HC Deb 07 December 1852 vol 123 cc1071-87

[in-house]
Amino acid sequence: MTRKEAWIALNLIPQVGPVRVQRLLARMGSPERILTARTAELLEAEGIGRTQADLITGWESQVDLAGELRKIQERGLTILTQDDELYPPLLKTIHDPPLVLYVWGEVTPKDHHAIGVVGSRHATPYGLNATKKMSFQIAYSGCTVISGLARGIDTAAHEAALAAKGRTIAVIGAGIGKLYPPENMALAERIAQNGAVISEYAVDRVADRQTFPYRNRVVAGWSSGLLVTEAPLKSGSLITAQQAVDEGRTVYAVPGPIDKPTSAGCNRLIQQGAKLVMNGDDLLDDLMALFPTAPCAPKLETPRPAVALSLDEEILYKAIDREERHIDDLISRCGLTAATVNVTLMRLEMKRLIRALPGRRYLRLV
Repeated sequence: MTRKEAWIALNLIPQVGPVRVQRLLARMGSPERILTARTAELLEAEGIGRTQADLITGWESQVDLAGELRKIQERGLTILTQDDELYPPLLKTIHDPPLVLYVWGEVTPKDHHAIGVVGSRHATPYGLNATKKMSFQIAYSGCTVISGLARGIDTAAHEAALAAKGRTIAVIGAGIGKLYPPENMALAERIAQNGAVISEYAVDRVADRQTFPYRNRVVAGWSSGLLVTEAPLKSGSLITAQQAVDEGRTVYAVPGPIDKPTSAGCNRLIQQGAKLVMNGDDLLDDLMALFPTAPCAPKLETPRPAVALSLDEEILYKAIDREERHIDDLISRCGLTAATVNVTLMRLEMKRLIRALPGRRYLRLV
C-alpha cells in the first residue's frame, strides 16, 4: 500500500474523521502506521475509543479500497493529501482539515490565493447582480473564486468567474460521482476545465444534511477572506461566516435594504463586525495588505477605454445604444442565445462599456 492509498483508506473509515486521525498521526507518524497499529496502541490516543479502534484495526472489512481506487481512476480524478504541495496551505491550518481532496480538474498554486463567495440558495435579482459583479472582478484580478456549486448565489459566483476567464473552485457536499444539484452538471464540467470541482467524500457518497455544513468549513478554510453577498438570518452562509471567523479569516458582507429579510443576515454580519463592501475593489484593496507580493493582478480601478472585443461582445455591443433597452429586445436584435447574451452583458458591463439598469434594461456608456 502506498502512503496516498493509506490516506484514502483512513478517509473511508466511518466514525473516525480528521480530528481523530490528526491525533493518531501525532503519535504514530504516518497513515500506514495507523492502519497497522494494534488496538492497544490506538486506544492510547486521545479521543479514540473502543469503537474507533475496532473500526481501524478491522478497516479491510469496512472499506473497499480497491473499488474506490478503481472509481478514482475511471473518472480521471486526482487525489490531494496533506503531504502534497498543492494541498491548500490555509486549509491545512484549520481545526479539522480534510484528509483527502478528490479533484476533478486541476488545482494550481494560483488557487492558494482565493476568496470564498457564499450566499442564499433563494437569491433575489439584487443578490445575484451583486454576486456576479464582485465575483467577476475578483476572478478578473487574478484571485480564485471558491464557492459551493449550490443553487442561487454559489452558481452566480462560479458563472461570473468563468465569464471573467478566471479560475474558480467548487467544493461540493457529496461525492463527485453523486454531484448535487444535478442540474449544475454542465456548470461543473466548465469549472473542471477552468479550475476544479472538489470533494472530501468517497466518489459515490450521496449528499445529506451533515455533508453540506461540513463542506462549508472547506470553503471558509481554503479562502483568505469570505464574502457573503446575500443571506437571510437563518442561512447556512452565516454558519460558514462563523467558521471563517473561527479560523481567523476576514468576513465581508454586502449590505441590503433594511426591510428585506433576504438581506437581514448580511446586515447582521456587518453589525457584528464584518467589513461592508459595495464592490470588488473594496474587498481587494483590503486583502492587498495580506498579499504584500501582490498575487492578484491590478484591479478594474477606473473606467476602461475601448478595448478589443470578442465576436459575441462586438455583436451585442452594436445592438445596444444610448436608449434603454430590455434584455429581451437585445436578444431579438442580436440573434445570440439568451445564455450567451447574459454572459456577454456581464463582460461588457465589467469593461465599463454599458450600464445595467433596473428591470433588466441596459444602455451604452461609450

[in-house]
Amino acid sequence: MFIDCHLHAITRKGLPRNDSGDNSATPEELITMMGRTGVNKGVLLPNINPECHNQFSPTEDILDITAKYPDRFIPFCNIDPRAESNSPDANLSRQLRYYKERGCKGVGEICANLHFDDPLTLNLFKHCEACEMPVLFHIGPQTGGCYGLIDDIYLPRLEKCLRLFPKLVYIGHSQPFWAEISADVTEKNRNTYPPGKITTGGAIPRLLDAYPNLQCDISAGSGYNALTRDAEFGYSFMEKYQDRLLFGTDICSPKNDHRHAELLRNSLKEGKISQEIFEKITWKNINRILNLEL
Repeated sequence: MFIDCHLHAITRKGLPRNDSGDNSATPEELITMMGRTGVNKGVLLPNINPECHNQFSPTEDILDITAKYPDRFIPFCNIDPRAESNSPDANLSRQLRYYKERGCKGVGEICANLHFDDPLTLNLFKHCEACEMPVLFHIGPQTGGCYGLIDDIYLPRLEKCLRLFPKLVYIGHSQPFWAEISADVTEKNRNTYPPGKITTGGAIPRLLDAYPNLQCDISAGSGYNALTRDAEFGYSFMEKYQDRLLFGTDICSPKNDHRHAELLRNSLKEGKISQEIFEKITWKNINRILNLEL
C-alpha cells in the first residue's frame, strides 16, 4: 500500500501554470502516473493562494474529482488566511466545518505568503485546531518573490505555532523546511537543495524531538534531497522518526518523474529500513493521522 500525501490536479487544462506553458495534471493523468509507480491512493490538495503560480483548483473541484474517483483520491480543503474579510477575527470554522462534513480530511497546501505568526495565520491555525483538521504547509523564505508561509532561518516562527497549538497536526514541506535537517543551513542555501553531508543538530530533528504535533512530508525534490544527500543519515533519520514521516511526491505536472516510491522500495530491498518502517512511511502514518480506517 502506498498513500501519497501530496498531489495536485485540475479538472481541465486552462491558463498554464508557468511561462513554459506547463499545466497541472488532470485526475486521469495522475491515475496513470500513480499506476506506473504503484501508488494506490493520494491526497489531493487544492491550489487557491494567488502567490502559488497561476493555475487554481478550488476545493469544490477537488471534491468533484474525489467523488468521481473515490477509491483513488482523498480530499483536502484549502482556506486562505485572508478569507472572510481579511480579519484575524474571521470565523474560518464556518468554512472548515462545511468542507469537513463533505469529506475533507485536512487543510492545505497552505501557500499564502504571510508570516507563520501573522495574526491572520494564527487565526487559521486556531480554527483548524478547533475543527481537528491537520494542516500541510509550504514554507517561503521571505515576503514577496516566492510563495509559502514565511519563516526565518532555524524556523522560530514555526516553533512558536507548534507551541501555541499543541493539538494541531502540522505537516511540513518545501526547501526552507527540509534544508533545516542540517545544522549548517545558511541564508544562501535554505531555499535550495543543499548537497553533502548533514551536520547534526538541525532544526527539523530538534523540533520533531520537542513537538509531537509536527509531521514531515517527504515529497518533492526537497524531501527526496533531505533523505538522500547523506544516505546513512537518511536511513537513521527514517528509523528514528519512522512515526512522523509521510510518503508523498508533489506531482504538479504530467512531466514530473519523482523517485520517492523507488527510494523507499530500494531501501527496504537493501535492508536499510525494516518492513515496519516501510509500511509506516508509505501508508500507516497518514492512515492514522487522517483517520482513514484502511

rose to move for copies of all applications made by the London, Liverpool, and North American Screw Steam-ship Company to the Board of Trade for a charter, and of all correspondence between the said company and the Board of Trade on the subject thereof; and of all letters, memorials, and other communications received by the Board of Trade from other persons, companies, and associations relating to such application. The hon. Gentleman (who was very imperfectly heard) observed, that his Motion arose out of a feeling that injustice might be done in consequence of an application which had been made to the Board of Trade by the London, Liverpool, and North American Screw Steam-ship Company to grant them a charter, limiting the individual liability of the shareholders. Those on whose behalf he spoke, considering that this would be a very dangerous precedent, sought no such privileges for themselves. They considered that it would be a direct interference with private enterprise, and a direct violation of the principle that unrestricted competition should be the policy of nations. They deemed it to be most important that the Government should not grant to one class of Her Majesty's subjects privileges which were not enjoyed by all, when no necessity was made out for such a course. It could not be denied that an immense amount of the shipping of the United Kingdom was already engaged in the trade which was now sought to be monopolised. Already screw steam-ships were trading, and many others were being built for the purpose of carrying it on. Cunard's line alone had several vessels of this description on the stocks, and none of these sought any exclusive benefits or privileges. His views upon this subject were fully set forth in a memorial from the shipowners of Liverpool to the Board of Trade, which with the permission of the House he would read:— The Memorial of the undersigned Shipowners of the Port of Liverpool, Sheweth— That your Memorialists have observed that an application by the London, Liverpool, and North American Screw Steam-ship Company, for a Charter, with limited Liability, is still under the consideration of your Honourable Board. That your Memorialists have an immense stake in the Shipping of this country, and they have embarked their capital therein, willing to incur all the responsibilities and risks of Shipowners, to the fullest amount of individual liability, and content to compete, fairly and freely, one with another, like any other unprivileged class of British Traders. That to encourage by a Charter, with Limited Liability, a body of Speculators to compete with your Memorialists, at a very small risk to themselves, and to deprive your Memorialists of a very considerable portion of that trade which has been created by their industry and perseverance through all difficulties and disadvantages, would not only be most unjust and injurious to your Memorialists, but a great discouragement to all future private enterprise. That the granting of such a Charter is not called for by any public necessity at the present time; and there can be no doubt, that if your Memorialists and others engaged in Shipping are not discouraged (as they will be if such a Charter as the one sought for is granted), an almost unlimited amount of Capital will, in a few years, be invested in Screw and other Steam-ships, to trade between this Country and North America. That it is only by encouraging free and un- privileged competition between Shipowners, not favouring one class or body more than another, that this Country can continue to experience the Benefit of a still further extension of Nautical Science, and of successive Mechanical improvemants connected with Steam-ships and Shipbuilding generally, such as of late years have contributed so much to the public convenience and advantage. The hon. Member then proceeded to state his surprise that a banker, one of the hon. Members for the City of London, had accompanied that deputation who were seeking to obtain for their company limited liability. He presumed it was merely to introduce his constituents to the right hon. the President of the Board of Trade, for no man knew better than he (Mr. Master-man) if a Joint Stock Company wished to open an account with a London banker, if he found connected with it men of great wealth and respectability, who were responsible for the whole amount of their fortunes, there was no difficulty; but, let the very same men be united in a Joint Stock Company with limited liability, and seek to do business with them, prudence would make him view the account very differently. He thought it would not be disputed that Joint Stock Companies necessarily carried on their business more expensively and with less economy than private individuals; and where they were chartered with limited liability, in any-trade, they discouraged private competition. And what was the effect? If they were successful, the public must pay more for their services; if they were not able to pay their debts, their creditors must suffer, as they had no claim on the private fortunes of the partners. As credit was one of the elements of the power and greatness of this country, anything that impaired it in the least was a positive injury to the State. Here, with the exception of the Bank of England, railroads, and a few marine companies, where the funds required were too large for individual means, or where the nature of the undertaking was of great benefit to the State, but of doubtful or speculative advantage to the stockholders, had charters of limited liability been granted. Here were cases made out, but there was none for Canada. Look at France, where limited liability was common. The credit of France, compared with that of England in foreign nations, could not be spoken of in the same day. He knew, from his own experience, that, in the worst of times, bills on England, with respectable drawers, were saleable, because they had no limited liability. It was different with French bills, for they had no knowledge in foreign countries of who the partners were, or to what extent limited liability would operate against us, and consequently they were in worse credit than we, and we should preserve our 'vantage ground by every means in our power, and not impair it. There was nothing, he said, of which the House should be so jealous as the introduction of a system which, under the name of joint-stock companies, would interfere with the commercial credit of this great country. He hoped, therefore, the President of the Board of Trade would grant the papers which he had moved for, in order that those gentlemen who considered that it would be unwise in Government to grant the privileges that were now asked for might have an opportunity of seeing on what ground they were sought, and of answering the argument that might have been put forward on their behalf, which he had no doubt could be done in a manner quite satisfactory to the Government. He hoped the Government would not in this case depart from the Resolution which the House had agreed to only a few nights ago, by a majority of nearly five hundred, that unrestricted competition should be the policy of this country, which forbade special privileges to any company. It was an important fact, that many of the States of America, which, prior to 1837, granted charters of limited liability to their hanks, had found them productive of such serious consequences that they had refused to renew them on the same terms. In the State of New York they required caution money; in some other States they made the stockholders liable for more than the amount of their stock. When these shrewd people were retracing their steps from known evils, he trusted this country would not allow that most important element— credit—which had contributed so much to the prosperity of the country, to be impaired by granting charters of limited liability. At the same time he did not deny that, with places very remote, where the undertaking was speculative, and where private capital was inadequate to the under-taking, but where it was of importance to the nation to have a quick and safe postal communication, to encourage a new trade charters might be granted as the exception, but not as the rule. But none of these requirements were necessary in the North American trade. There was abundance of money seeking employment every- where that there was the least prospect of turning it to account even for a moderate return. He admitted that the Board of Trade had a difficulty to contend with, where such contradictory views were impressed on the right hon. President; but forty years' experience in business had convinced him of the danger that would arise from granting charters of limited liability. For these reasons, he hoped the returns would not be refused, because limited liability would impair the general credit of the nation; because it would injure most important interests, without any corresponding benefit to the State; because there were ample funds to meet the requirements in question; and because we had already a most efficient postal communication by the Cunard line, which had no special privileges of limited liability. All this showed that the joint-stock company in question had no special case that ought to induce the Government to meet their views. Having stated his opinions, he would trouble the House no further than to thank them for the indulgence they had accorded to him. To the hon. Member for Kidderminster, he (Mr. Brown) said, all he wanted was a fair field and no favour, and that we should maintain the vote of unrestricted competition. To the hon. Member for Cork, he would say, that wherever cargo was to be got it enabled ships to carry passengers cheaper than where there was no cargo; but as his object was to get an expression of the opinions of the House, rather than divide on the Motion for papers, he would withdraw it; at the same time, although there might be a difficulty in granting papers in negotiation with foreign Government?, he saw none on the present occasion. He assured the right hon. the President of the Board of Trade that his asking for those documents was not for want of confidence in or respect to him, and he had no doubt the right hon. Gentleman would decide as he conscientiously believed to be right.